As of Monday, August 28, 2023 a new regulation went into effect regarding the transfer of electronic prescriptions.
At a patient’s request, a DEA-registered retail pharmacy can now transfer an electronic prescription for a controlled substance (schedules II-V) to another DEA-registered retail pharmacy. Prior to this change, patients would have to go through their practitioner to cancel their prescription and have it re-issued to a different pharmacy. The process was taxing and time consuming for both patients and practitioners.
Under the final rule, a prescription can only be transferred once between pharmacies, and only if allowed under existing state or other applicable law. The prescription must remain in its electronic form; may not be altered in any way; and the transfer must be communicated directly between two licensed pharmacists. It’s important to note, any authorized refills transfer with the original prescription, which means the entire prescription will be filled at the same pharmacy.
Takeda's patent to produce name brand Vyvanse expired in August 2023. The FDA has authorized approximately a dozen pharmaceutical companies to begin manufacturing generic versions of Vyvanse.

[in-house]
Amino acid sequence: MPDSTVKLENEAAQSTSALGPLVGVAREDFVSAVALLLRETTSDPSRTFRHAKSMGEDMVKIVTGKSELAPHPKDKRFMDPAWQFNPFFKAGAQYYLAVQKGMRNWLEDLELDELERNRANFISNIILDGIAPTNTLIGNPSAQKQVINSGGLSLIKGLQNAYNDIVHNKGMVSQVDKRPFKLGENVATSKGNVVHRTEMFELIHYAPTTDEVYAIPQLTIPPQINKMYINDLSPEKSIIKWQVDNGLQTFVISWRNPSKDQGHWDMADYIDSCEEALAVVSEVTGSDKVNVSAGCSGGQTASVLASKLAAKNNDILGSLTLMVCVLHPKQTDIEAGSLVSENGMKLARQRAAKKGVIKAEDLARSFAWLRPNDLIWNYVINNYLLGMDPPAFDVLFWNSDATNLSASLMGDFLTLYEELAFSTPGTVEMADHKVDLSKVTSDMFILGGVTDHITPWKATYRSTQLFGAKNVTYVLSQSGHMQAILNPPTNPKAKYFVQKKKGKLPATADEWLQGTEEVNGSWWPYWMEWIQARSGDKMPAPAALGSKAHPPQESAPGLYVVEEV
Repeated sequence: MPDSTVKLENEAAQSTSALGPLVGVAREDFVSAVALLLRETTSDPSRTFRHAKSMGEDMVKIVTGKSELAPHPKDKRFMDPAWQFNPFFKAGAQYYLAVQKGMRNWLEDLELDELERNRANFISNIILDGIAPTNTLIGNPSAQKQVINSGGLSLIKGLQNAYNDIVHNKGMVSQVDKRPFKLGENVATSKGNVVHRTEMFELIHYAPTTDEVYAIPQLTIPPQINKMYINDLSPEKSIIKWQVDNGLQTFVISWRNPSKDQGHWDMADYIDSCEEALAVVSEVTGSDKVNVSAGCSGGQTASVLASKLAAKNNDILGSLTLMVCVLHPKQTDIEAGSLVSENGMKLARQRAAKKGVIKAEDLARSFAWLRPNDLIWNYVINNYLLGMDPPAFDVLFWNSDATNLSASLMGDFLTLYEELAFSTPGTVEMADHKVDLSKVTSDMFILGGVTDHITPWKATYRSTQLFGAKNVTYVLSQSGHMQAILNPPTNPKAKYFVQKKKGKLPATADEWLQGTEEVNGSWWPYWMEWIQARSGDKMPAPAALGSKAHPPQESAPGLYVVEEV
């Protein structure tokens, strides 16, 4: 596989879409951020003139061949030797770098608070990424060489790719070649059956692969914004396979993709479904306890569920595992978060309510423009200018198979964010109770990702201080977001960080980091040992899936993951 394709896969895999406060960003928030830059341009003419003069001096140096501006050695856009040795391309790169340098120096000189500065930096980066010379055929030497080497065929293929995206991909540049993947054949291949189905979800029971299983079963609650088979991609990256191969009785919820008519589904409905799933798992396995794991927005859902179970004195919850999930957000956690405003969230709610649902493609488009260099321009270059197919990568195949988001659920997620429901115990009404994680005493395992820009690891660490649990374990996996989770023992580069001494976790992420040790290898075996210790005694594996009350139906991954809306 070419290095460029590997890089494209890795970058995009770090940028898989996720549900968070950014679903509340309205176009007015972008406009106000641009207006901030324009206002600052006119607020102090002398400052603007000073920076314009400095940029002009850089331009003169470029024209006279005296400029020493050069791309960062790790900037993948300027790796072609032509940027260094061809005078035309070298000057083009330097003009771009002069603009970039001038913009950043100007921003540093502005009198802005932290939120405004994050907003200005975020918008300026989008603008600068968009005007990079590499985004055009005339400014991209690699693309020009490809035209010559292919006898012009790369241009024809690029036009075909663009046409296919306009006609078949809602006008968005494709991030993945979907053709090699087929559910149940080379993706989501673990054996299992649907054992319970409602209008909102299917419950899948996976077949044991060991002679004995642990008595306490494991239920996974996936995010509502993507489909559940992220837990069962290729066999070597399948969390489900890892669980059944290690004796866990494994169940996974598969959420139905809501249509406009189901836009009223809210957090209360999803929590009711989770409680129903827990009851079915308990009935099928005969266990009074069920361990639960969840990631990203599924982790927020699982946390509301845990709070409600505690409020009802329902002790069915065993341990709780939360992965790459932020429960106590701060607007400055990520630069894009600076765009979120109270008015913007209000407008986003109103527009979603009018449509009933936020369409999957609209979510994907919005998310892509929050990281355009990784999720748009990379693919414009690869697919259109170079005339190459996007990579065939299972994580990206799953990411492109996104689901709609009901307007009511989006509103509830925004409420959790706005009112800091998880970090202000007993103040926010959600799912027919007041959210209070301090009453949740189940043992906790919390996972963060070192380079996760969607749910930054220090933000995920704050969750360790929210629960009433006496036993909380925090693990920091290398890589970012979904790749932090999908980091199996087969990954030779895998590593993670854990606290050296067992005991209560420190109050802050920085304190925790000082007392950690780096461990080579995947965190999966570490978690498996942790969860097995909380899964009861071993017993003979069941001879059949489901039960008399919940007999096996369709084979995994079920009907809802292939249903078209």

It could take months or years for some manufacturers to complete quality checks and arrange distribution of their product to pharmacies nationwide.
Some manufacturers such as Mallinckrodt and Viatris in the United States, Hikma Pharmaceuticals in the United Kingdom and Sun Pharmaceutical Industries in India have already started shipping their generic versions of Vyvanse.
Currently there are no "authorized generics" in production so it is yet to be seen how well the generic products will resemble name brand Vyvanse. Generic medications are required to contain the same active ingredient in the same amount as the name brand medication but the other ingredients (binders, fillers, etc) may be different as can be the manufacturing process. These differences can affect how the drug is absorbed and metabolized by the body.
Authorized generics are exactly the same product as the name brand medication. They contain the same active and inactive ingredients and are manufactured according to the specifications of the original manufacturer but sold with a generic label. Often authorized generics are manufactured by the same company in the same facility as the brand name drug.